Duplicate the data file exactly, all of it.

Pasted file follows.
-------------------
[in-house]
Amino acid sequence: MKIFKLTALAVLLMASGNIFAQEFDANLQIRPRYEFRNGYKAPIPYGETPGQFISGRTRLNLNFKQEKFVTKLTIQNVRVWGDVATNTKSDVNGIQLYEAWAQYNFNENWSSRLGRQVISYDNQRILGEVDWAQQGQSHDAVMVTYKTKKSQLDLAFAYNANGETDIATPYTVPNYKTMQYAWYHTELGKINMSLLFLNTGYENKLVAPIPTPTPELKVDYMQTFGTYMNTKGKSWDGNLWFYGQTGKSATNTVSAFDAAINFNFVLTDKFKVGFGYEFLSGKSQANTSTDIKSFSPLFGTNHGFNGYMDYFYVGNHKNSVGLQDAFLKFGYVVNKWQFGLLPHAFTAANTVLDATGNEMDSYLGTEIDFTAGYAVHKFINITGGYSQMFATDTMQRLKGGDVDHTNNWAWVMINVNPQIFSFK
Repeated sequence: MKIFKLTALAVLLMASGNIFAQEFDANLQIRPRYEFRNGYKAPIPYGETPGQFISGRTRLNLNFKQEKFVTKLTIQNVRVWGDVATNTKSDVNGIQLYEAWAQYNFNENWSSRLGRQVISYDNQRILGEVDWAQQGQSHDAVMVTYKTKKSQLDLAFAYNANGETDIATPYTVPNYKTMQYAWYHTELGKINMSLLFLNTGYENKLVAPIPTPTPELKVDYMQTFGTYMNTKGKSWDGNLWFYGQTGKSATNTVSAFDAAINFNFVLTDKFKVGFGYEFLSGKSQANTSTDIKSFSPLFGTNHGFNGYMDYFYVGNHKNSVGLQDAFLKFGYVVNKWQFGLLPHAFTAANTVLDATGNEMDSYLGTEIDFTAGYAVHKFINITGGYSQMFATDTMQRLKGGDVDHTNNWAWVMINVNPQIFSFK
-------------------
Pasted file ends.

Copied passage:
[in-house]
Amino acid sequence: MKIFKLTALAVLLMASGNIFAQEFDANLQIRPRYEFRNGYKAPIPYGETPGQFISGRTRLNLNFKQEKFVTKLTIQNVRVWGDVATNTKSDVNGIQLYEAWAQYNFNENWSSRLGRQVISYDNQRILGEVDWAQQGQSHDAVMVTYKTKKSQLDLAFAYNANGETDIATPYTVPNYKTMQYAWYHTELGKINMSLLFLNTGYENKLVAPIPTPTPELKVDYMQTFGTYMNTKGKSWDGNLWFYGQTGKSATNTVSAFDAAINFNFVLTDKFKVGFGYEFLSGKSQANTSTDIKSFSPLFGTNHGFNGYMDYFYVGNHKNSVGLQDAFLKFGYVVNKWQFGLLPHAFTAANTVLDATGNEMDSYLGTEIDFTAGYAVHKFINITGGYSQMFATDTMQRLKGGDVDHTNNWAWVMINVNPQIFSFK
Repeated sequence: MKIFKLTALAVLLMASGNIFAQEFDANLQIRPRYEFRNGYKAPIPYGETPGQFISGRTRLNLNFKQEKFVTKLTIQNVRVWGDVATNTKSDVNGIQLYEAWAQYNFNENWSSRLGRQVISYDNQRILGEVDWAQQGQSHDAVMVTYKTKKSQLDLAFAYNANGETDIATPYTVPNYKTMQYAWYHTELGKINMSLLFLNTGYENKLVAPIPTPTPELKVDYMQTFGTYMNTKGKSWDGNLWFYGQTGKSATNTVSAFDAAINFNFVLTDKFKVGFGYEFLSGKSQANTSTDIKSFSPLFGTNHGFNGYMDYFYVGNHKNSVGLQDAFLKFGYVVNKWQFGLLPHAFTAANTVLDATGNEMDSYLGTEIDFTAGYAVHKFINITGGYSQMFATDTMQRLKGGDVDHTNNWAWVMINVNPQIFSFK